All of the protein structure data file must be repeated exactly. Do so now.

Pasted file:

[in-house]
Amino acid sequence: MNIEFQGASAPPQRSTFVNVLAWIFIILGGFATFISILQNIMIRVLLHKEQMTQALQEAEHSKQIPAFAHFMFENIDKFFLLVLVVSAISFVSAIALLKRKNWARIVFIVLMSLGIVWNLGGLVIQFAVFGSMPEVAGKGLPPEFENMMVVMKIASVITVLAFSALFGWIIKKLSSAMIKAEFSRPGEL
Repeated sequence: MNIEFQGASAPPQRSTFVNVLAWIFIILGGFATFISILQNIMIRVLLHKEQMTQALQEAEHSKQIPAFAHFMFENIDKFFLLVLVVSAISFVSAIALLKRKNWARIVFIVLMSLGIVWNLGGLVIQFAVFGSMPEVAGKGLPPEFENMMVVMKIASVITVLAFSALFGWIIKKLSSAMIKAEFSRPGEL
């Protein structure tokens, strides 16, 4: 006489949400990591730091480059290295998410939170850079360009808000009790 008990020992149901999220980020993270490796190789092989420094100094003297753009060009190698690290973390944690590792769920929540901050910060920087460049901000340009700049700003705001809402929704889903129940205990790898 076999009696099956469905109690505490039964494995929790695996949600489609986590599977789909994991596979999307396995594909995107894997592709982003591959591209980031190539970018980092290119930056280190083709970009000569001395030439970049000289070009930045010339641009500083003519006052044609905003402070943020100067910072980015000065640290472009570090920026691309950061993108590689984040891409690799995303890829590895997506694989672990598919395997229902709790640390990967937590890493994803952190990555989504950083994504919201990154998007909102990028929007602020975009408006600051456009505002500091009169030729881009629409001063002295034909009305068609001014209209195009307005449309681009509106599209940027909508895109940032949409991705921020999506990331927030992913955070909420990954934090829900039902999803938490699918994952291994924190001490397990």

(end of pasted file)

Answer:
[in-house]
Amino acid sequence: MNIEFQGASAPPQRSTFVNVLAWIFIILGGFATFISILQNIMIRVLLHKEQMTQALQEAEHSKQIPAFAHFMFENIDKFFLLVLVVSAISFVSAIALLKRKNWARIVFIVLMSLGIVWNLGGLVIQFAVFGSMPEVAGKGLPPEFENMMVVMKIASVITVLAFSALFGWIIKKLSSAMIKAEFSRPGEL
Repeated sequence: MNIEFQGASAPPQRSTFVNVLAWIFIILGGFATFISILQNIMIRVLLHKEQMTQALQEAEHSKQIPAFAHFMFENIDKFFLLVLVVSAISFVSAIALLKRKNWARIVFIVLMSLGIVWNLGGLVIQFAVFGSMPEVAGKGLPPEFENMMVVMKIASVITVLAFSALFGWIIKKLSSAMIKAEFSRPGEL
């Protein structure tokens, strides 16, 4: 006489949400990591730091480059290295998410939170850079360009808000009790 008990020992149901999220980020993270490796190789092989420094100094003297753009060009190698690290973390944690590792769920929540901050910060920087460049901000340009700049700003705001809402929704889903129940205990790898 076999009696099956469905109690505490039964494995929790695996949600489609986590599977789909994991596979999307396995594909995107894997592709982003591959591209980031190539970018980092290119930056280190083709970009000569001395030439970049000289070009930045010339641009500083003519006052044609905003402070943020100067910072980015000065640290472009570090920026691309950061993108590689984040891409690799995303890829590895997506694989672990598919395997229902709790640390990967937590890493994803952190990555989504950083994504919201990154998007909102990028929007602020975009408006600051456009505002500091009169030729881009629409001063002295034909009305068609001014209209195009307005449309681009509106599209940027909508895109940032949409991705921020999506990331927030992913955070909420990954934090829900039902999803938490699918994952291994924190001490397990």